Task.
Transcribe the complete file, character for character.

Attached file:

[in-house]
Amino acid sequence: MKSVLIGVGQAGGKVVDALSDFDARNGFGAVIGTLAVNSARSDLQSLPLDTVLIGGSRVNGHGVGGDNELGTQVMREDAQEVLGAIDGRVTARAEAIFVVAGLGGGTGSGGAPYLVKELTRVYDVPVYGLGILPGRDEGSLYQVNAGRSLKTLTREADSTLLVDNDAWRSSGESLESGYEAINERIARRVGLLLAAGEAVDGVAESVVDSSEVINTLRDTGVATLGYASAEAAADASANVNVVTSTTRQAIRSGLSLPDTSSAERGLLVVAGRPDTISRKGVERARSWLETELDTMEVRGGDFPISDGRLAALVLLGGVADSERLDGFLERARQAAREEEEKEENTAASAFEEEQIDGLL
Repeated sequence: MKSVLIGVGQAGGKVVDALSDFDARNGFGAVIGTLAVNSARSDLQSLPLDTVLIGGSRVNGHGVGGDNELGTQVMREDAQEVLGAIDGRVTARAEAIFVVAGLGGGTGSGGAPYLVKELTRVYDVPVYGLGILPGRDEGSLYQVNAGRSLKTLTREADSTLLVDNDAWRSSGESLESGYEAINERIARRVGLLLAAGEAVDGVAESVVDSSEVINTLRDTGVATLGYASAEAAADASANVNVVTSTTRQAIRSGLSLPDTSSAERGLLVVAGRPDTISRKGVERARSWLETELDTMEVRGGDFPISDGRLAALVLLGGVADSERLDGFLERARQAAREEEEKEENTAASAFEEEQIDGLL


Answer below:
[in-house]
Amino acid sequence: MKSVLIGVGQAGGKVVDALSDFDARNGFGAVIGTLAVNSARSDLQSLPLDTVLIGGSRVNGHGVGGDNELGTQVMREDAQEVLGAIDGRVTARAEAIFVVAGLGGGTGSGGAPYLVKELTRVYDVPVYGLGILPGRDEGSLYQVNAGRSLKTLTREADSTLLVDNDAWRSSGESLESGYEAINERIARRVGLLLAAGEAVDGVAESVVDSSEVINTLRDTGVATLGYASAEAAADASANVNVVTSTTRQAIRSGLSLPDTSSAERGLLVVAGRPDTISRKGVERARSWLETELDTMEVRGGDFPISDGRLAALVLLGGVADSERLDGFLERARQAAREEEEKEENTAASAFEEEQIDGLL
Repeated sequence: MKSVLIGVGQAGGKVVDALSDFDARNGFGAVIGTLAVNSARSDLQSLPLDTVLIGGSRVNGHGVGGDNELGTQVMREDAQEVLGAIDGRVTARAEAIFVVAGLGGGTGSGGAPYLVKELTRVYDVPVYGLGILPGRDEGSLYQVNAGRSLKTLTREADSTLLVDNDAWRSSGESLESGYEAINERIARRVGLLLAAGEAVDGVAESVVDSSEVINTLRDTGVATLGYASAEAAADASANVNVVTSTTRQAIRSGLSLPDTSSAERGLLVVAGRPDTISRKGVERARSWLETELDTMEVRGGDFPISDGRLAALVLLGGVADSERLDGFLERARQAAREEEEKEENTAASAFEEEQIDGLL